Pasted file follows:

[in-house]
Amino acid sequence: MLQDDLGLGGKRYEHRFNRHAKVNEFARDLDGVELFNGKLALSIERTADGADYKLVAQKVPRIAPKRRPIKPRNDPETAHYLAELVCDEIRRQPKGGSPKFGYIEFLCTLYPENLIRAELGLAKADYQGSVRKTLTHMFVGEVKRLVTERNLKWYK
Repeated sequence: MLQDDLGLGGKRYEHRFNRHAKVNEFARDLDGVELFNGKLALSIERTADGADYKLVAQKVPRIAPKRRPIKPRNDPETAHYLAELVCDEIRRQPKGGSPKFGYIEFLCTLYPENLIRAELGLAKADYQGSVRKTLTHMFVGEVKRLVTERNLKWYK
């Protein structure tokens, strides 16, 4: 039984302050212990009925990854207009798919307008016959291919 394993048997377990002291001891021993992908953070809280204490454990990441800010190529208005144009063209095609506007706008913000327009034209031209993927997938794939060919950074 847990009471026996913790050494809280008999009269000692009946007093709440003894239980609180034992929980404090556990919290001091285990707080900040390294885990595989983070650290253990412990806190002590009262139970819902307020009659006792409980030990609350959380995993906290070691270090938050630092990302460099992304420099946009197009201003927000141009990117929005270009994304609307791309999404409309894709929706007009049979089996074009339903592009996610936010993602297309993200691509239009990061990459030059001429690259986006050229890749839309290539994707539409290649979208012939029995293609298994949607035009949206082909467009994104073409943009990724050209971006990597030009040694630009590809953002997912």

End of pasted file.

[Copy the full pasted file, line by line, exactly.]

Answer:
[in-house]
Amino acid sequence: MLQDDLGLGGKRYEHRFNRHAKVNEFARDLDGVELFNGKLALSIERTADGADYKLVAQKVPRIAPKRRPIKPRNDPETAHYLAELVCDEIRRQPKGGSPKFGYIEFLCTLYPENLIRAELGLAKADYQGSVRKTLTHMFVGEVKRLVTERNLKWYK
Repeated sequence: MLQDDLGLGGKRYEHRFNRHAKVNEFARDLDGVELFNGKLALSIERTADGADYKLVAQKVPRIAPKRRPIKPRNDPETAHYLAELVCDEIRRQPKGGSPKFGYIEFLCTLYPENLIRAELGLAKADYQGSVRKTLTHMFVGEVKRLVTERNLKWYK
């Protein structure tokens, strides 16, 4: 039984302050212990009925990854207009798919307008016959291919 394993048997377990002291001891021993992908953070809280204490454990990441800010190529208005144009063209095609506007706008913000327009034209031209993927997938794939060919950074 847990009471026996913790050494809280008999009269000692009946007093709440003894239980609180034992929980404090556990919290001091285990707080900040390294885990595989983070650290253990412990806190002590009262139970819902307020009659006792409980030990609350959380995993906290070691270090938050630092990302460099992304420099946009197009201003927000141009990117929005270009994304609307791309999404409309894709929706007009049979089996074009339903592009996610936010993602297309993200691509239009990061990459030059001429690259986006050229890749839309290539994707539409290649979208012939029995293609298994949607035009949206082909467009994104073409943009990724050209971006990597030009040694630009590809953002997912």